The Syrian government also weighed in on the planned move. "[The move] is the culmination of the crime of usurping Palestine and displacing the Palestinian people," a Foreign Ministry official told state news agency SANA.
On Tuesday, Palestinian Christians in Bethlehem were spotted burning photographs of Donald Trump and holding signs reading “Move the embassy to your country, not ours,” and “Jerusalem, Palestine's heart, is not up to negotiations.”
Palestinian protesters burn Trump pictures in Bethlehem on December 5, 2017
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The harsh global reaction cast questions about the feasibility of a brewing U.S. peace plan that is expected to be presented by the White House in the near future.
The one winner, Israel, was happy with the outcome: Israel’s prime minister, Benjamin Netanyahu, said on Facebook that “Our historical national identity is receiving important expressions everyday.” He said he would comment further later in the day. Other members of his Cabinet were more forthcoming. Education Minister Naftali Bennett, head of the nationalist Jewish Home party, praised what he called Trump’s “bold and yet natural” move.
“The sooner the Arab world recognizes Jerusalem as our capital, the sooner we will reach real peace. Real peace that is not predicated on an illusion that we are going to carve up Jerusalem and carve up Israel,” Bennett told The Associated Press on the sidelines of the Jerusalem Post Diplomatic Conference.
Other international leaders, however, swiftly criticized Trump’s plan.
According to AP, Pope Francis said he was “profoundly concerned” and appealed that “everyone respects the status quo of the city.” China, which has good ties with Israel and the Palestinians, expressed concerns over “possible aggravation of regional tensions.” Two leading Lebanese newspapers published front-page rebukes of Trump.
Britain’s Foreign Minister, Boris Johnson, who had already expressed concern about the U.S. decision, on Wednesday said it was now time for the Americans to present their peace plan for the region.
Trump’s Mideast team, led by his adviser and son-in-law, Jared Kushner, have spent months meeting with Israeli, Palestinian and Arab leaders. Details of their long awaited plan remain a mystery.
“Clearly this is a decision that makes it more important than ever that the long-awaited American proposals on the Middle East peace process are now brought forward,” Johnson told reporters in Brussels.
In his speech, Trump was expected to instruct the State Department to begin the multi-year process of moving the American Embassy from Tel Aviv to the holy city. It remained unclear, however, when he might take that physical step, which is required by U.S. law but has been waived on national security grounds for more than two decades.
The officials said numerous logistical and security details, as well as site determination and construction, could take three or four years to sort out.
To that end, the officials said Trump would delay the embassy move by signing a waiver, which is required by U.S. law every six months. He will continue to sign the waiver until preparations for the embassy move are complete.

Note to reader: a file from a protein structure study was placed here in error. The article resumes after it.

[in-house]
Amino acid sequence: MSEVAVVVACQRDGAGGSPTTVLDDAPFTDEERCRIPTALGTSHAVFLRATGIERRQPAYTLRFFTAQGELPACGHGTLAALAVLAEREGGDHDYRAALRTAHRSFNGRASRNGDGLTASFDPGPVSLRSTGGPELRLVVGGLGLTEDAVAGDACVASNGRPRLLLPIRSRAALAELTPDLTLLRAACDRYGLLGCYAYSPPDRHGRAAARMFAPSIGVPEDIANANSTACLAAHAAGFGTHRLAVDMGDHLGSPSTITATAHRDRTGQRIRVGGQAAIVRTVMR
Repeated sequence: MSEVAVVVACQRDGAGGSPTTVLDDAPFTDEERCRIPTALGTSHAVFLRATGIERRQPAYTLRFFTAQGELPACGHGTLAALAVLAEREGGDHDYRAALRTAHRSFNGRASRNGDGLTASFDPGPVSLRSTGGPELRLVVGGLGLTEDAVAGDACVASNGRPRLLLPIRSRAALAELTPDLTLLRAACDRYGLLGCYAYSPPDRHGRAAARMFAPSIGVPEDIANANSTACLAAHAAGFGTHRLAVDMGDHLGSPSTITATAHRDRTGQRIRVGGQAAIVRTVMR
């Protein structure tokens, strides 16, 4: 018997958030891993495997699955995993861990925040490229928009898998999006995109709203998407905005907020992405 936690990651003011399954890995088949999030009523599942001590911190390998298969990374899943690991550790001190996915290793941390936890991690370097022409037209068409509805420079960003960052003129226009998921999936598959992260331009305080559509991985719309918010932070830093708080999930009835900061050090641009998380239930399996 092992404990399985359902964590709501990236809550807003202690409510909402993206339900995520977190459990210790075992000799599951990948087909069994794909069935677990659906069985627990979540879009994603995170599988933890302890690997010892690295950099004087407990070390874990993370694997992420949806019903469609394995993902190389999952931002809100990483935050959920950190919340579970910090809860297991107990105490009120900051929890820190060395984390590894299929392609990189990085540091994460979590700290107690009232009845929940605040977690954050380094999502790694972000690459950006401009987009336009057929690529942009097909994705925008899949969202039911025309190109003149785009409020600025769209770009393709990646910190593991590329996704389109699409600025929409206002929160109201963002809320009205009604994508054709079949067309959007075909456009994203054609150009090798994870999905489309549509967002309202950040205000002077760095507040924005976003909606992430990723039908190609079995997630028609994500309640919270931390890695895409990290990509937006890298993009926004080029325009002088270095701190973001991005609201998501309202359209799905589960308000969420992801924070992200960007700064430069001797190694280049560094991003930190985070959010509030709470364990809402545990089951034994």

The officials, speaking on condition of anonymity pending Trump’s announcement, said the decision was merely an acknowledgment of “historical and current reality” rather than a political statement and said the city’s physical and political borders will not be compromised. They noted that almost all of Israel’s government agencies and parliament are in Jerusalem, rather than Tel Aviv, where the U.S. and other countries maintain embassies.
Still, the declaration of Jerusalem as Israel’s capital carries deep symbolic significance and could have dangerous consequences. The competing claims to east Jerusalem, the section of the city captured by Israel in 1967, have frequently boiled over into deadly violence over the years. East Jerusalem is home to the city’s most sensitive Jewish, Muslim and Christian holy sites, as well as its 330,000 Palestinian residents.
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The United States has never endorsed the Jewish state’s claim of sovereignty over any part of Jerusalem and has insisted its status be resolved through Israeli-Palestinian negotiation.
The mere consideration of Trump changing the status quo sparked a renewed U.S. security warning on Tuesday. America’s consulate in Jerusalem ordered U.S. personnel and their families to avoid visiting Jerusalem’s Old City or the West Bank, and urged American citizens in general to avoid places with increased police or military presence.
Israel is bracing for demonstrations in the West Bank, the Gaza Strip and East Jerusalem ahead of Trump’s announcement. The Israel Defense Forces (IDF) are preparing for violence after Hamas called for a “day of rage” in response to Trump’s controversial decision. The main demonstration is planned for Thursday afternoon at al-Manara Square in Ramallah. People from across the West Bank are expected to participate.
On Wednesday, a large demonstration is scheduled to take place in Jenin. Israeli police and military are also preparing for demonstrations near the American embassy in Tel Aviv. Thousands of Israeli law enforcers are expected to be on duty in Jerusalem on Friday.
Foreign governments are already anticipating violence. The German Foreign Ministry updated its travel advice for Israel and the Palestinian territories on Wednesday, warning that “from December 6, 2017, there may be demonstrations in Jerusalem, the West Bank and the Gaza Strip. Violent clashes cannot be ruled out."
The US State Department also issued a travel warning, urging government employees and their families not to visit Jerusalem's Old City or the West Bank.
As a result, many have speculated overnight if instead promoting peace, Trump's or rather Kushner's decision wasn't a catalyst for even more deadly fighting in the region, which would only ultimately benefit the US military-industrial complex.